US bank Wachovia in talks for buyout


US economy is going with its worst era. After Washington Mutual (WaMu) seized by the US government and put in the pocket of JP Morgan Chase, it wrote a new chapter of biggest bank failure in US history.

it seems next in the line is Wachovia Corp., USA’s 6th largest bank, by assets, was hunting for a merger partner as reported by Reuters. The Wall Street Journal reported that Wachovia had entered preliminary merger talks with Citigroup, Banco Santander SA and Wells Fargo & Co, citing a person familiar with the situation. Bank executives are expected to be in New York this weekend for talks, it said.

Wachovia was estimated about $21.6 billion after the Friday’s market close, Reuters data show. It’s stock price dropped to $8.90 from the regular trading close of $10. Currently, New York-based CitiGroup, Banco Santander of Spain and San Francisco-based Wells Fargo are in line up to bid for Wachovia. Market value estimated for Citigroup’s was $109.7 billion, Santander’s was $99.8 billion and Wells Fargo’s was $123.4 billion, the data show.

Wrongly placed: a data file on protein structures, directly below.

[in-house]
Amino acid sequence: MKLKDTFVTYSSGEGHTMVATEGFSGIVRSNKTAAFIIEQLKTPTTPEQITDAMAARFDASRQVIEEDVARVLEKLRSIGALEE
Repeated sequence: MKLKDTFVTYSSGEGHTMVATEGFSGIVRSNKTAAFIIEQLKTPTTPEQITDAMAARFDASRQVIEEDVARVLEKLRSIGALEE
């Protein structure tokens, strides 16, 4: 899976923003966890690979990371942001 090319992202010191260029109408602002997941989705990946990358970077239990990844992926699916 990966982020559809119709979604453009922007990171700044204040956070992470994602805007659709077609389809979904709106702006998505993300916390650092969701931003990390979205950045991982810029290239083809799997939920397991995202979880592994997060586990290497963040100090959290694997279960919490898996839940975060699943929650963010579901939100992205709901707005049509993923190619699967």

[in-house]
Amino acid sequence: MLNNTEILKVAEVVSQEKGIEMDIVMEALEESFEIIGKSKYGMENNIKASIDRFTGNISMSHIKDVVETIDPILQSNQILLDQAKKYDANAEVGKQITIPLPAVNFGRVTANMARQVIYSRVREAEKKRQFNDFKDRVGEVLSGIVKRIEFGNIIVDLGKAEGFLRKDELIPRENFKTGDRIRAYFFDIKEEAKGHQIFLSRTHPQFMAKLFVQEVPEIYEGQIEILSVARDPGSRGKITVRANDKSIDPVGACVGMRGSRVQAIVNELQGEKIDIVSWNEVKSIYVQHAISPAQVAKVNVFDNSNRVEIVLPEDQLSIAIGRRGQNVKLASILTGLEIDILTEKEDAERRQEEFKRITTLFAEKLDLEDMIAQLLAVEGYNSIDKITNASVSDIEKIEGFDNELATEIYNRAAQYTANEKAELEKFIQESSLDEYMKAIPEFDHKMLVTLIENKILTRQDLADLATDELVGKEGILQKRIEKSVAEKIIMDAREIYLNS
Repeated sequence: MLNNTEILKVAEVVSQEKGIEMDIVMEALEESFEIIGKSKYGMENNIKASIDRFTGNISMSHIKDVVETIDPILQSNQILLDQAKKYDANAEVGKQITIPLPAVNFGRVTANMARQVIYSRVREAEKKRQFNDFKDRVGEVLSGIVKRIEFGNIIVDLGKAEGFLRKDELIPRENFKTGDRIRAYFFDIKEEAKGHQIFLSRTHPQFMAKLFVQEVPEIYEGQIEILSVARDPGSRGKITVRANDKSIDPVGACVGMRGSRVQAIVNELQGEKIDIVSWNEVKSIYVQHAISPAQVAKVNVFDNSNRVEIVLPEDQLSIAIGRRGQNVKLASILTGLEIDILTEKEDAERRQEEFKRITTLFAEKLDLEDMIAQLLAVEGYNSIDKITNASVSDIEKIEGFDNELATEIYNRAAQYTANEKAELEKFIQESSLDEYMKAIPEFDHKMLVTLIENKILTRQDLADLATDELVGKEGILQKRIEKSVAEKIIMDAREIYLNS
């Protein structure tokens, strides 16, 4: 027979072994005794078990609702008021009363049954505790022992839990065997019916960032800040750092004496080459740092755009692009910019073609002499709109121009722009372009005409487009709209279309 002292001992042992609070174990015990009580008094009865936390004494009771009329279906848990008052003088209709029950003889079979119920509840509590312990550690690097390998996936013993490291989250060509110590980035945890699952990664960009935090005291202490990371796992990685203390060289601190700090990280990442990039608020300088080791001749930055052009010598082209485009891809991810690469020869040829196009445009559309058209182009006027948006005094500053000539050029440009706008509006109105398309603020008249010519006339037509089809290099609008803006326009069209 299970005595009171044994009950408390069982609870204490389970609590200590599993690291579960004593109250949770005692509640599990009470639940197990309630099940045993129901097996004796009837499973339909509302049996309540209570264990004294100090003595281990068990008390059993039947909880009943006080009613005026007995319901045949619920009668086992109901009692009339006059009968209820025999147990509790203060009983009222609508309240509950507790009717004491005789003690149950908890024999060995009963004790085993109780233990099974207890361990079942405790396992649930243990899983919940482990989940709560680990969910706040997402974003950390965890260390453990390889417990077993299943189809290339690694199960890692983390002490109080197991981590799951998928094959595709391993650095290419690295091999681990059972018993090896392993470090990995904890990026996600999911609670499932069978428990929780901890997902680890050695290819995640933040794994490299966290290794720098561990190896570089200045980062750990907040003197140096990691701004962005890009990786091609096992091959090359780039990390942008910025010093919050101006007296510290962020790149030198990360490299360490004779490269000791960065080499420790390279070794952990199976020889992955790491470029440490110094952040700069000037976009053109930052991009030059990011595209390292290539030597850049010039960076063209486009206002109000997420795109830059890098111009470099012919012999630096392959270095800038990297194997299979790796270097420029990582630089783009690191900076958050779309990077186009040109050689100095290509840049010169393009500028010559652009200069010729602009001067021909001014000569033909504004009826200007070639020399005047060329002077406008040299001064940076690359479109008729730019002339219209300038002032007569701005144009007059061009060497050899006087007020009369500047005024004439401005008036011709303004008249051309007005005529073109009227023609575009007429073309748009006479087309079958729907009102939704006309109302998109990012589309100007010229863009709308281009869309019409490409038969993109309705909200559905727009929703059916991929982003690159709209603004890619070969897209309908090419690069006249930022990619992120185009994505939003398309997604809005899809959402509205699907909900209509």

These talks are early, however, and no deal may emerge from them. But it appears that Wachovia is seeking out potential alternatives should the financial rescue package being debated in Washington is not quickly passed, or fails to provide enough help.

Takeovers can wipe out bank stakeholders if they occur after regulators seize the company. Similar had happened to Seattle-based Washington Mutual Inc., the nation’s biggest thrift and now the largest bank failure in history. JPMorgan Chase & Co. paid $1.9 billion for deposits and branches of WaMu, leaving the company with about $28 billion in debt according to Bloomberg data and little means to pay it off.

WaMu was taken over by regulators yesterday after customers of the Seattle-based lender withdrew $16.7 billion from accounts since September 15.

According to the latest reports, Wachovia Corp. suitors may wait to let regulator seize the bank, resulting best assets in their pocket and leave rest with government to sort out.

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